Re: [PanoToolsNG] Any one using the Nikon 16-35 VR ??
- On 14 Apr 2013, at 21:53, AlanB <scoundrel1728@...> wrote:
> --- In PanoToolsNG@yahoogroups.com, "montana_jimbo" <mrjimbo@...> wrote:What VR (or IS) features do is help counteract slight unsteadiness when shooting hand-held at relatively slow shutter speeds. It give you one or possibly two more steps on the shutter speed scale.
>> Hi , I tried a search and didn't come up with anything.. I am curious if anyone is using the 16-24 f/4 VR lens succesfully and could elaborate a bit.. If it's not that great recomendations woudld be appreciated.. I'm after a wide zoom that would do a fairly good job and be sharp..
> I have never used that particular lens model, so I have no idea how well it works optically aside from the VR feature. However, the VR feature is largely ineffective below a shutter speed of 1/8 second
There's an old, crude rule of thumb regarding the normal lowest shutter speed for hand-held shooting; the fraction of a second that's the same or just under the focal length. So, for a 50mm lens, start being extra careful when shooting at speeds below 1/30 sec unless you have VR. A 200mm lens (or zoom at that length) will probably show the effects of hand shake at speeds under 1/200 sec, but with VR you'd be relatively ok down to around 1/60 sec. A 16mm wide angle lens will be fine for hand-holding down to 1/15 sec without VR, but with VR you should have slight camera shake counteracted at shutter speeds down to 1/8 and even 1/4 sec.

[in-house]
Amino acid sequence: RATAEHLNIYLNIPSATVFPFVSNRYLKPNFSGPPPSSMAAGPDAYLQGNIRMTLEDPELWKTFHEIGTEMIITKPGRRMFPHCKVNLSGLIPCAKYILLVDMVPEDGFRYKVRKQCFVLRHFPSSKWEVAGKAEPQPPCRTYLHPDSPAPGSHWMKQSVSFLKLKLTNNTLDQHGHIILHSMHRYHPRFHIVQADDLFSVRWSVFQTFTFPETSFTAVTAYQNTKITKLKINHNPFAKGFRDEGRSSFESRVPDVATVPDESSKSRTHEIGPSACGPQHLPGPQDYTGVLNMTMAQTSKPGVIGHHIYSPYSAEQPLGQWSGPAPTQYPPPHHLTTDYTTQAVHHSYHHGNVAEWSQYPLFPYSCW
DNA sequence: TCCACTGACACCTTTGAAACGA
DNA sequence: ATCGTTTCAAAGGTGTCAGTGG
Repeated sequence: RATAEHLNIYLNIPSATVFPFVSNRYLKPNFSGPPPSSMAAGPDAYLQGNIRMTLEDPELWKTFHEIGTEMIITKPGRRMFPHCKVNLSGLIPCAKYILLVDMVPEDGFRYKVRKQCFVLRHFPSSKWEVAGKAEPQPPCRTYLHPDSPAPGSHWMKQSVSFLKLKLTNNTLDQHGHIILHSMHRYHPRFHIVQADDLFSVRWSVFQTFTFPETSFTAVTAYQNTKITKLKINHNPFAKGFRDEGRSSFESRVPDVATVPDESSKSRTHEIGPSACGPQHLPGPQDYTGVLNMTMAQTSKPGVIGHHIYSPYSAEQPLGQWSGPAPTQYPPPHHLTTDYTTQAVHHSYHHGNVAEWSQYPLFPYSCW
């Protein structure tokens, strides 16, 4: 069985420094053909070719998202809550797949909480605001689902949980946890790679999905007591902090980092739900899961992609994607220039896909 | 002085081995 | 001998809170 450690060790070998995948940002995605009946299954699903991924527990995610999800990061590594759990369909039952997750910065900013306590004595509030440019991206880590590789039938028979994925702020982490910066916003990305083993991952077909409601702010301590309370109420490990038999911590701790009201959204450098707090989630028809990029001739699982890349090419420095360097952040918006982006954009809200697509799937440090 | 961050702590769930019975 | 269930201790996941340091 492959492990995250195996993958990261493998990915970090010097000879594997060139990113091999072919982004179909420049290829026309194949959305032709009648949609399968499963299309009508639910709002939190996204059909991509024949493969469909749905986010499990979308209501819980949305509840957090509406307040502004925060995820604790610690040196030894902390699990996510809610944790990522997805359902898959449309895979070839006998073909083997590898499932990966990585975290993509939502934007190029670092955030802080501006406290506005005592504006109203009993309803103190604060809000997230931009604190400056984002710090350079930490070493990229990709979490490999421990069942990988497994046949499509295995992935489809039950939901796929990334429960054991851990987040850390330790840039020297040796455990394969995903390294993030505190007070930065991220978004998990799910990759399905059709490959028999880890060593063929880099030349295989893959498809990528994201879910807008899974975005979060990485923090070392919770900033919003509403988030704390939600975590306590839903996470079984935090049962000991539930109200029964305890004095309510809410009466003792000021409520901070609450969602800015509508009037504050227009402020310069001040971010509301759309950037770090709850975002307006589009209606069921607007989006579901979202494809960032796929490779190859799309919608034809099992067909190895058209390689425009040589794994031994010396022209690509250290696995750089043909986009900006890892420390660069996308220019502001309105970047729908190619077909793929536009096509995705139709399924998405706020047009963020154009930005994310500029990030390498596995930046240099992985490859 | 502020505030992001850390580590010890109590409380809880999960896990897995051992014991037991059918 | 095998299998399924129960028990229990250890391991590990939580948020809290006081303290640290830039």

But of course this has nothing to do with motion blur from moving subjects – just camera shake. And if you're shooting at speeds of 1/15 or slower then subject movement will start to become a regular issue. This is why VR is more generally useful with longer focal lengths; you'll generally be shooting fast enough to capture ordinary movement already.
So VR in the 16-24mm focal area is not useless, but you'd need to consider what kind of subjects you'll be shooting, whether you'd be using those 1/4 or 1/8 shutter speeds when handheld, and whether your subjects would be slow or still enough to avoid blurring anyway.
- FYI: I just got the Nikon 18-35mm ED (which has no VR and is considerably cheaper). Haven't used it for VR yet, but from my first test shots I can tell the lens is very sharp, handling is great, and snaps into focus super-fast. It has f3.5 at the widest setting, vignetting is visible but not horrible.